How: Prospective interns may reach out to organization(s) individually about a specific project or upload their materials to the Washington State Heritage Portal to indicate interest in one or multiple available projects.
Please Note: Each heritage organization is responsible for contacting their preferred intern applicant to make an offer of employment and the project organization is the sole employer of participating interns.
When: The intern submission form in the Heritage Portal is currently open with a priority deadline of November 29, 2021, at which point all submissions received will be sent to the organizations identified by the interns. After November 29, submissions will continue to be sent to organizations on a rolling basis until all organizations have selected an intern for their project.
Heritage Portal: On the submission form, interns will see descriptions of all 11 projects and will specify interest in one or more projects by selecting “yes” or “no.” Intern materials will only be forwarded to those project organizations for which they select “yes,” meaning project organizations will only receive materials from applicants who indicate interest in their particular project. Click the link below to get started!
Eligible organization applicants include nonprofits, tribal organizations, and local governmental entities in Washington State who have a mission to preserve and interpret history and heritage for the general public.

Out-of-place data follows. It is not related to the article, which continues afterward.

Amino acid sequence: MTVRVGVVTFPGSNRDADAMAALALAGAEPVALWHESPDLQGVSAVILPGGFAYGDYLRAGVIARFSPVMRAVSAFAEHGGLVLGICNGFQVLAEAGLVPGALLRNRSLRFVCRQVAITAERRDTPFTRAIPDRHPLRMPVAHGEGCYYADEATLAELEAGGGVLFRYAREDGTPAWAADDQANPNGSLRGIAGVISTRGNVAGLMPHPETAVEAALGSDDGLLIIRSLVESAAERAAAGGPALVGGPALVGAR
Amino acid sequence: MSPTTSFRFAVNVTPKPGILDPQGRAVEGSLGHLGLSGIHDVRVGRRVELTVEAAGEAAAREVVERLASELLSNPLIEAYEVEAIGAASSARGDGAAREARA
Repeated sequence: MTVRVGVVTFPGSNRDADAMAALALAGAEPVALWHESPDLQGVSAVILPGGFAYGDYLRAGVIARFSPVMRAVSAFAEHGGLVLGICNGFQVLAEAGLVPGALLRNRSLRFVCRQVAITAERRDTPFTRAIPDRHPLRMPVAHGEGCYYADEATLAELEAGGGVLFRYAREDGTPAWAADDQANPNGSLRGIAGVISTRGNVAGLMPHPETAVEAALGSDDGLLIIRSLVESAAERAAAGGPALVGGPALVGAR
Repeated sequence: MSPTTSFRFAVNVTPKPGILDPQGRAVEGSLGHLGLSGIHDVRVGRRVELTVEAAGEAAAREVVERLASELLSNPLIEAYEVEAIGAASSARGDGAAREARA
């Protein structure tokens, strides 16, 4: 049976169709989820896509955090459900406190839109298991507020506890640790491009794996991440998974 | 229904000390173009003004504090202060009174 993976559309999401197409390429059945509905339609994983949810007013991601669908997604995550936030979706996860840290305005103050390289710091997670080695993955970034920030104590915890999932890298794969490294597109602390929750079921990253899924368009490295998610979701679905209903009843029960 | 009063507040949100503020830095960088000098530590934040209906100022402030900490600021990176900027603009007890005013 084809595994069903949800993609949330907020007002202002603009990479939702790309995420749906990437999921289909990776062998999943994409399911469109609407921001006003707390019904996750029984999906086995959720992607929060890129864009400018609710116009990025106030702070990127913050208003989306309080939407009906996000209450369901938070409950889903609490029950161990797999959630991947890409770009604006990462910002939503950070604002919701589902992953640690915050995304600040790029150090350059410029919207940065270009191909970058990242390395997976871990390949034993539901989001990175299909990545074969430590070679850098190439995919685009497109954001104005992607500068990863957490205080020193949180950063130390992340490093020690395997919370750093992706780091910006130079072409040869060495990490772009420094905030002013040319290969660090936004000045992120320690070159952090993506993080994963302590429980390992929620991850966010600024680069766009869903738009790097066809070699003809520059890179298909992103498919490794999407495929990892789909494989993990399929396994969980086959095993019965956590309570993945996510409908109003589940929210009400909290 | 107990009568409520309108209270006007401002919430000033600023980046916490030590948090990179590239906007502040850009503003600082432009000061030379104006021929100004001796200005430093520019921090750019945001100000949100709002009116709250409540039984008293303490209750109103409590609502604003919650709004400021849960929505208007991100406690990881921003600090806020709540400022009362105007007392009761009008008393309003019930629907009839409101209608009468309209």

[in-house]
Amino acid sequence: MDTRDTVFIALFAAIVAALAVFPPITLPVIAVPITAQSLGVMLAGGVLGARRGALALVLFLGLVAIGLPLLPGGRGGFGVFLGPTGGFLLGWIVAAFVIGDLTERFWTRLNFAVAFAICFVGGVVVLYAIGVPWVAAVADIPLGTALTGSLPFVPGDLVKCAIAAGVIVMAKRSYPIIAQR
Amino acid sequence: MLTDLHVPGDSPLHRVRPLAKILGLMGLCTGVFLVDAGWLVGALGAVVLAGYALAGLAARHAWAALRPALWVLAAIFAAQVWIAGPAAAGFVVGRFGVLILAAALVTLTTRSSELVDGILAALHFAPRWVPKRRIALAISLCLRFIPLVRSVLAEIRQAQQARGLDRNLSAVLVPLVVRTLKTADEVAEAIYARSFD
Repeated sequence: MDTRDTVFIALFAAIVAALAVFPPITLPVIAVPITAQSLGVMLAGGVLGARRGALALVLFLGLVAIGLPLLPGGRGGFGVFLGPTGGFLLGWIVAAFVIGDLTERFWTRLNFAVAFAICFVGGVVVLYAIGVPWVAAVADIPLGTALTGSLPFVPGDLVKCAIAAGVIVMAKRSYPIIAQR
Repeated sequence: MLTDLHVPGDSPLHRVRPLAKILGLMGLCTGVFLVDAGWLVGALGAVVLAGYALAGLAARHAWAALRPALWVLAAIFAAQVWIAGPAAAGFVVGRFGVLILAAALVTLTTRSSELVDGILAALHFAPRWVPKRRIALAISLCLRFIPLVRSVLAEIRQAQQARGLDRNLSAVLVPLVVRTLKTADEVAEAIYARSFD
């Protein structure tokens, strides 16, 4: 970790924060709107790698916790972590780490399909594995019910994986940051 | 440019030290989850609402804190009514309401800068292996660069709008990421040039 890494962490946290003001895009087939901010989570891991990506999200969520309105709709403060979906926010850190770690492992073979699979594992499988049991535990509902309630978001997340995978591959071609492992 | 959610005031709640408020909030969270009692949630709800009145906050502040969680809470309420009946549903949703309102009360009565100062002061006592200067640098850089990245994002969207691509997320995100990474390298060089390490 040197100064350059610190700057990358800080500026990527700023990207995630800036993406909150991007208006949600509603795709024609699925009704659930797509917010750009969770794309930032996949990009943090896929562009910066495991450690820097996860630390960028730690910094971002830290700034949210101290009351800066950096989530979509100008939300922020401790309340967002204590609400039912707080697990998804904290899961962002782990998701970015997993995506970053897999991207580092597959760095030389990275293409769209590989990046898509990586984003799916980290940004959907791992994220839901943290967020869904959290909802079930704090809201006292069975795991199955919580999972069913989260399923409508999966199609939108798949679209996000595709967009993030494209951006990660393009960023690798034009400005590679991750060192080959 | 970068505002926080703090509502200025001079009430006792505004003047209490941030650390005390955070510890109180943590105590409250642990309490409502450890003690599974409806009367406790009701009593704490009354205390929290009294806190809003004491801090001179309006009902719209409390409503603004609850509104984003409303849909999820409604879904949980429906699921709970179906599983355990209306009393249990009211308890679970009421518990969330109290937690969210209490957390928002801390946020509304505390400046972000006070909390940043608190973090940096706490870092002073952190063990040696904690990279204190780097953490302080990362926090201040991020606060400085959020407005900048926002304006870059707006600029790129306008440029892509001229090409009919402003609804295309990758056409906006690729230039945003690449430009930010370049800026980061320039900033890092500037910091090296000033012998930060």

Eligible intern applicants must be:
a.) currently enrolled at an accredited institution of higher education in Washington State, or
b.) have graduated within the last two years from an accredited institution of higher education and be currently residing in Washington State.
Both undergraduate and graduate students are invited to apply. Prospective interns should have an academic area of focus in a field related to history or humanities topics. (See guidelines for more information.)
The maximum grant request for projects involving one intern is $7,500 and the maximum grant request for projects involving two interns is $15,000.
Grant requests will be based on the number of project hours proposed for the intern(s) who must be paid at a rate of at least $18/hour. Travel and lodging expenses are not eligible expenses for grant funds.
Grants are awarded on a reimbursement basis only. Grantees must have sufficient funds on hand to pay interns at least twice per month throughout the project and grant funds will only be dispersed upon the grantee’s submittal of documentation of payment to the intern(s).
Organizations must create an organizational profile in the portal. (Multiple individuals may be affiliated with one organization and edit a grant request within the portal.)
Intern applicants will create an individual login only.
After a portal account has been registered, that registration will be reviewed; then, users will receive a confirmation email and will be able to set their password and login information. Please note that it can take 2-3 business days to complete the registration process.
Once registration is complete, users will be able to apply for the Diversity in Local History grant through the portal dashboard.